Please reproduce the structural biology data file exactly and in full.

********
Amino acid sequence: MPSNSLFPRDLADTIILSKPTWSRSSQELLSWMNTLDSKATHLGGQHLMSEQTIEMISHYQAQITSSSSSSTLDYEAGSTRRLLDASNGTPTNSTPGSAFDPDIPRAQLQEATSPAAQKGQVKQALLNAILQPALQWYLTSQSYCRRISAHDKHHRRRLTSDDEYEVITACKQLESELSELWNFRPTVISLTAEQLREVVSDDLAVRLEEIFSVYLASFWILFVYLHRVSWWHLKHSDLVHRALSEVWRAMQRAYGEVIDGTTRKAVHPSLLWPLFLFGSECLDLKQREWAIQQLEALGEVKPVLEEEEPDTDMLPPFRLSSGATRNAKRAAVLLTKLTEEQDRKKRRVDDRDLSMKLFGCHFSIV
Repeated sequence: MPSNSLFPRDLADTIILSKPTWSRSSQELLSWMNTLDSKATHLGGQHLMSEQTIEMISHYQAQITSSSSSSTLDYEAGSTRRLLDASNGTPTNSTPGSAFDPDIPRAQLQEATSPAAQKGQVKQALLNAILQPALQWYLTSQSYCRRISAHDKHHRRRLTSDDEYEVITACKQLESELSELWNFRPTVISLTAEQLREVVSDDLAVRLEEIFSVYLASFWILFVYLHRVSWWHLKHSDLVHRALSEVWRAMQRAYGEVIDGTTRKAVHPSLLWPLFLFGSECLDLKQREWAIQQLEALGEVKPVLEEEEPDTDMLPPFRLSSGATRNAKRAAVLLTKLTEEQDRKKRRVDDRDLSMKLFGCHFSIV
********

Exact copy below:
Amino acid sequence: MPSNSLFPRDLADTIILSKPTWSRSSQELLSWMNTLDSKATHLGGQHLMSEQTIEMISHYQAQITSSSSSSTLDYEAGSTRRLLDASNGTPTNSTPGSAFDPDIPRAQLQEATSPAAQKGQVKQALLNAILQPALQWYLTSQSYCRRISAHDKHHRRRLTSDDEYEVITACKQLESELSELWNFRPTVISLTAEQLREVVSDDLAVRLEEIFSVYLASFWILFVYLHRVSWWHLKHSDLVHRALSEVWRAMQRAYGEVIDGTTRKAVHPSLLWPLFLFGSECLDLKQREWAIQQLEALGEVKPVLEEEEPDTDMLPPFRLSSGATRNAKRAAVLLTKLTEEQDRKKRRVDDRDLSMKLFGCHFSIV
Repeated sequence: MPSNSLFPRDLADTIILSKPTWSRSSQELLSWMNTLDSKATHLGGQHLMSEQTIEMISHYQAQITSSSSSSTLDYEAGSTRRLLDASNGTPTNSTPGSAFDPDIPRAQLQEATSPAAQKGQVKQALLNAILQPALQWYLTSQSYCRRISAHDKHHRRRLTSDDEYEVITACKQLESELSELWNFRPTVISLTAEQLREVVSDDLAVRLEEIFSVYLASFWILFVYLHRVSWWHLKHSDLVHRALSEVWRAMQRAYGEVIDGTTRKAVHPSLLWPLFLFGSECLDLKQREWAIQQLEALGEVKPVLEEEEPDTDMLPPFRLSSGATRNAKRAAVLLTKLTEEQDRKKRRVDDRDLSMKLFGCHFSIV